There are three films opening this weekend: Hotel Transylvania, Looper and Won’t Back Down. With the latter, I haven’t heard much chatter about it, but that’s partly because I’m in no way its target demographic, and neither are most people who read movie news websites. Selective and smart marketing could work for that film. Could.

The cinematic landscape is shifting very quickly, it feels, as something like Looper is something of a question mark, when you might think it could be an easy win. It’s an action movie with a science fiction setting, and with stars like Bruce Willis and Joseph Gordon Levitt (who it’s hard not to refer to as JoGoLev), a decade ago this sort of property would have been money in the bank. But you can’t launch something like this in the middle of the summer, because there’s just too much competition, even if this is theoretically a summer-type movie. In the world now an audience needs to find this picture, though they need to find it right away.

And you can’t count on Bruce Willis to draw an audience in, at this point he’s done some direct to video titles, while Gordon-Levitt is coming off of Premium Rush, which failed to crack the top five when it came out even though he was coming off of The Dark Knight Rises. They don’t have Imax screens, and they don’t have 3D.

What they have is one of the best reviewed movies of the year, and what is supposedly a pretty great film. But can that win, and then what is the win? The film was done for $30 Million according to sources (again, never trust a budget), and should have international appeal because of its stars, and additional footage done specifically for the Chinese market (they get a different cut of the film), so the film should make money. But it feels like there’s a ceiling on it based on marketing and audience attention spans. Hopefully it will buck that.

Whereas something like Hotel Transylvania feels like easy math. Adam Sandler + animated material + 3D + a trailer and TV spots with a couple of good jokes = over $20 Million opening weekend. Yeah, That’s My Boy tanked hard, but its opening weekend numbers would have won most weekends this last month. And this seems to be the battle that cinema is fighting. The struggle of something that is interesting but doesn’t have the quickest sell versus something that has all the ingredients people like however artlessly thrown together. And of late craft has been losing.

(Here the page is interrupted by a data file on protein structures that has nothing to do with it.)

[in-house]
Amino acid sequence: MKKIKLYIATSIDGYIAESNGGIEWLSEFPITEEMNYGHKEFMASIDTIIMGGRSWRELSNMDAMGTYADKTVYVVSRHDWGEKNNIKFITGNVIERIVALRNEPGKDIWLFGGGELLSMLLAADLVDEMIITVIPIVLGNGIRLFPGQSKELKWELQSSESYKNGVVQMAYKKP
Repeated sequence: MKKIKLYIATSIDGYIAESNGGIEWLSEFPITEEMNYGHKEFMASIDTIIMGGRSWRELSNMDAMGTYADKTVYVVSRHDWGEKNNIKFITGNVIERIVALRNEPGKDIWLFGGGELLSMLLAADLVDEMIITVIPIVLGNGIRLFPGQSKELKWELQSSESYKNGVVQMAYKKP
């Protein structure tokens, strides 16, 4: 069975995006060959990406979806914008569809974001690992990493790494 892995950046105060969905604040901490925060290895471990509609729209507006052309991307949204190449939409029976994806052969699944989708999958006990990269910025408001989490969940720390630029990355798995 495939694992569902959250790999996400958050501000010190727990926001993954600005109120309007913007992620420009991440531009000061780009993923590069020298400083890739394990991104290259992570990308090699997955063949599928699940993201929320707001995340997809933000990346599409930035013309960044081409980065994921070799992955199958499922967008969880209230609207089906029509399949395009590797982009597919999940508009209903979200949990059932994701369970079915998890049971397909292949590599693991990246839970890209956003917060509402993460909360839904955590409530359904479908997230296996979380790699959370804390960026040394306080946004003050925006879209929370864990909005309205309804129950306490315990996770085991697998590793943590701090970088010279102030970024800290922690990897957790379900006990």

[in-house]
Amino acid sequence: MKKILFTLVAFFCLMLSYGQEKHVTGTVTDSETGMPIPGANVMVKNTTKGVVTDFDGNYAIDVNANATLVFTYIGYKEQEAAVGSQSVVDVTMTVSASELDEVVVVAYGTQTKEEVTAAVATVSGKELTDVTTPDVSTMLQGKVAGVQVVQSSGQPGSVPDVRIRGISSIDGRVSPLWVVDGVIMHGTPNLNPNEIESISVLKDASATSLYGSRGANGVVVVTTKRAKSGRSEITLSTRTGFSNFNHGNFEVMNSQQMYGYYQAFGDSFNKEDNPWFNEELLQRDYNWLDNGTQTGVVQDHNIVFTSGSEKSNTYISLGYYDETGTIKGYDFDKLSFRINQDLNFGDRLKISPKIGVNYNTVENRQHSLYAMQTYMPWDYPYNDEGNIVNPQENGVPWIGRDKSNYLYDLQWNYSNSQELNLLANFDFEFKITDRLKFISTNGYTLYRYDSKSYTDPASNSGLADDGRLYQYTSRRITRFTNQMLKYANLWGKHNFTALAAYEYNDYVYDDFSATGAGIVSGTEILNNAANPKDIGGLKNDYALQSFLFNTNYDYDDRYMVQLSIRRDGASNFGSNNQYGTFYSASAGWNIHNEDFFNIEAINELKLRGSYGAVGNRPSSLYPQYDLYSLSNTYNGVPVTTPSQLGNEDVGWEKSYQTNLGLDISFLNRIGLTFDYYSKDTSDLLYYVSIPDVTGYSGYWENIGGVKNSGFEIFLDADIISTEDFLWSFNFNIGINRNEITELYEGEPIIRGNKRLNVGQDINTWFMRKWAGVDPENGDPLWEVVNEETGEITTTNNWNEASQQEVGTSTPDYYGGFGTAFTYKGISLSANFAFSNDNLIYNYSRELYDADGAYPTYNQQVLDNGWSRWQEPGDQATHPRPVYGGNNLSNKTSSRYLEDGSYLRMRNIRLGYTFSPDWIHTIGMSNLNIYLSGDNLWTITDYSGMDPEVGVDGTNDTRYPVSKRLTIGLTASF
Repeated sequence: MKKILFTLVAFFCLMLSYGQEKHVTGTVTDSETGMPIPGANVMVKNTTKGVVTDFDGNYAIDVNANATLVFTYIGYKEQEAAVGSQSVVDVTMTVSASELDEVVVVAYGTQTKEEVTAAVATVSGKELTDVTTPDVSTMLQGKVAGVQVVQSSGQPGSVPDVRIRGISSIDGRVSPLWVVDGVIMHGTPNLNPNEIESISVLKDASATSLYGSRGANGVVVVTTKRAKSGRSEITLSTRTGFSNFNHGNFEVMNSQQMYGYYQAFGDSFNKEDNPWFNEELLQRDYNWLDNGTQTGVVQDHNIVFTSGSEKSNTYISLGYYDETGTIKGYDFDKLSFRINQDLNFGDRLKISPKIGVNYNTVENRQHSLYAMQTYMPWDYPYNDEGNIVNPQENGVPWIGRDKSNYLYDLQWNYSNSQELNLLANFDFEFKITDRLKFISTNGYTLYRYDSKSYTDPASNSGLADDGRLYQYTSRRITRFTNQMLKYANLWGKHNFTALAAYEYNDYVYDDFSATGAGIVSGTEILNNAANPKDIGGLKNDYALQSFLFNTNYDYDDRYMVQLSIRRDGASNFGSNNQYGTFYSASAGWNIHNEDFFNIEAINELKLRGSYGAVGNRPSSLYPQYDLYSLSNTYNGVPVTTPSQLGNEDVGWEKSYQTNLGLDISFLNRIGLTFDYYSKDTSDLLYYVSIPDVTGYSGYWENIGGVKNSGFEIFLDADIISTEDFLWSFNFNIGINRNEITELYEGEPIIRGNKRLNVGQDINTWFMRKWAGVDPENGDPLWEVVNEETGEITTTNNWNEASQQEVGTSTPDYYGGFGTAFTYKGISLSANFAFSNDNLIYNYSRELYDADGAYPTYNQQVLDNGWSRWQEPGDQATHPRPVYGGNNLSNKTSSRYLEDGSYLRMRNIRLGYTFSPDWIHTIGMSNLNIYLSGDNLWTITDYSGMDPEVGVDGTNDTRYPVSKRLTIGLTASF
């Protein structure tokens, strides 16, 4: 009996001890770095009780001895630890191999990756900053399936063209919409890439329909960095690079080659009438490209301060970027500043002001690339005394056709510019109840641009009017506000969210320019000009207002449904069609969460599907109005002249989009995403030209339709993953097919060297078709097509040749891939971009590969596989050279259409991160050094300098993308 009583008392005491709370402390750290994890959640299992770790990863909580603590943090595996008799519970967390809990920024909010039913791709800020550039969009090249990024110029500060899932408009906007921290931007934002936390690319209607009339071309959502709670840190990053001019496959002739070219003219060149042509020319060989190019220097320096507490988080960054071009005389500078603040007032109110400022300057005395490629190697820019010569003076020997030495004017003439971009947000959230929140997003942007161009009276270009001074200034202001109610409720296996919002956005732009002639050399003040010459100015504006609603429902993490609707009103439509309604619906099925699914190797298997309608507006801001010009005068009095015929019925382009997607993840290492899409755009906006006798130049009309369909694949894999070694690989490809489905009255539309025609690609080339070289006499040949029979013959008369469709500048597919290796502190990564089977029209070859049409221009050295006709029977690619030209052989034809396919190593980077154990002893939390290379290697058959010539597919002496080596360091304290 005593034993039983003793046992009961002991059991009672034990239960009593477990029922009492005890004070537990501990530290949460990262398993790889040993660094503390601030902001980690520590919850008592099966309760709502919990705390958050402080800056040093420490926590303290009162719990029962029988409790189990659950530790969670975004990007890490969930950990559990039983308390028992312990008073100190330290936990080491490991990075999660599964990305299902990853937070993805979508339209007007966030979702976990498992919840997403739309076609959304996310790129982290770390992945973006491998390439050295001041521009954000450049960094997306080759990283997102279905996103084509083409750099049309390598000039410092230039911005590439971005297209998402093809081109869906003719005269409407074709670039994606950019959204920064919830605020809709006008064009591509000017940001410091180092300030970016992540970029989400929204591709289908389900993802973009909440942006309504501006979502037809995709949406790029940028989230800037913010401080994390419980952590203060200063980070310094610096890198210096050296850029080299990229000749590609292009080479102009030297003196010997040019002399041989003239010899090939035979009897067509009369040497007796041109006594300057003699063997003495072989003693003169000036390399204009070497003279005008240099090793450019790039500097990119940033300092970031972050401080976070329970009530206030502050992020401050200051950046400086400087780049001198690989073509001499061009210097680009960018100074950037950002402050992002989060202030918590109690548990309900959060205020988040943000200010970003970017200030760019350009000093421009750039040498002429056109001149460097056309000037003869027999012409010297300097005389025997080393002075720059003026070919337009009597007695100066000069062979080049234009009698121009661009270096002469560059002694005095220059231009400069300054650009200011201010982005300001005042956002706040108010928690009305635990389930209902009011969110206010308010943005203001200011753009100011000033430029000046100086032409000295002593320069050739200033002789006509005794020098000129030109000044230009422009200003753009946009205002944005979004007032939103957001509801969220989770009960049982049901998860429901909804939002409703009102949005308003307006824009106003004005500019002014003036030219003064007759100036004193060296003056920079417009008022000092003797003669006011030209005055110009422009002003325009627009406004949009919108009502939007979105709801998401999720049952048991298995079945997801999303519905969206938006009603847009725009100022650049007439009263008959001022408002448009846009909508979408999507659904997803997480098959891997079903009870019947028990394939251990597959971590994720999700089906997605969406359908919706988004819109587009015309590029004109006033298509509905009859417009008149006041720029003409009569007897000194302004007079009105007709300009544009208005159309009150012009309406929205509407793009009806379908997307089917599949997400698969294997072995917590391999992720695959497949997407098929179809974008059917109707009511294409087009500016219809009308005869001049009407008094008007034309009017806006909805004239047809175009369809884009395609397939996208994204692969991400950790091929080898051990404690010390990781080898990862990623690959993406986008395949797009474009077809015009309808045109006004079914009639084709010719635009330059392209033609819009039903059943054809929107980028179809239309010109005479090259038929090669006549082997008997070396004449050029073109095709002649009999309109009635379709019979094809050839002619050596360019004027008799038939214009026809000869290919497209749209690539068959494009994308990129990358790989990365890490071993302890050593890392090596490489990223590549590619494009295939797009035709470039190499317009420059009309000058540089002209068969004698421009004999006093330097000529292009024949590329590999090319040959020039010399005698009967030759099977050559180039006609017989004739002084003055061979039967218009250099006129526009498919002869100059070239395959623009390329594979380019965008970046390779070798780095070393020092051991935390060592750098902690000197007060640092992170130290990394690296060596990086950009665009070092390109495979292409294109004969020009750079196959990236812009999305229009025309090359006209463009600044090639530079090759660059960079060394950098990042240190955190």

As for Don’t Back Down, that title could be more generic, though you never know if adds on places like Ellen, etc. are effective. Perhaps they are, but they’re targeting an audience who doesn’t go to movies that much. And that also speaks to the system. The older people get, the less likely they are to go to movies, partly because of their lives, partly because of cost, and partly because of the movies themselves, which then are targeted at a younger audience. And with films having a three to four month window before they hit DVD/Blu-Ray/VOD, and with many homes having 1080p televisions, and good sound, why not wait, even if that is the problem in a nutshell. The more people decide it’s something they can watch at home, the less likely a system is going to make movies for that audience.

It’s something best represented in this video:

As for numbers:

Hotel Transylvania – $25 Million

Looper – $19.5 Million

End of Watch – $7.9 Million

Trouble with the Curve – $7.4 Million

Won’t Back Down – $5.8 Million

I went high on Looper, but I’m optimistic. We could also see Hotel go up higher. You never know. It looks like Pitch Perfect is doing some sneaks this weekend, and that could be a sleeper hit. We shall see.

What are you going to see this weekend?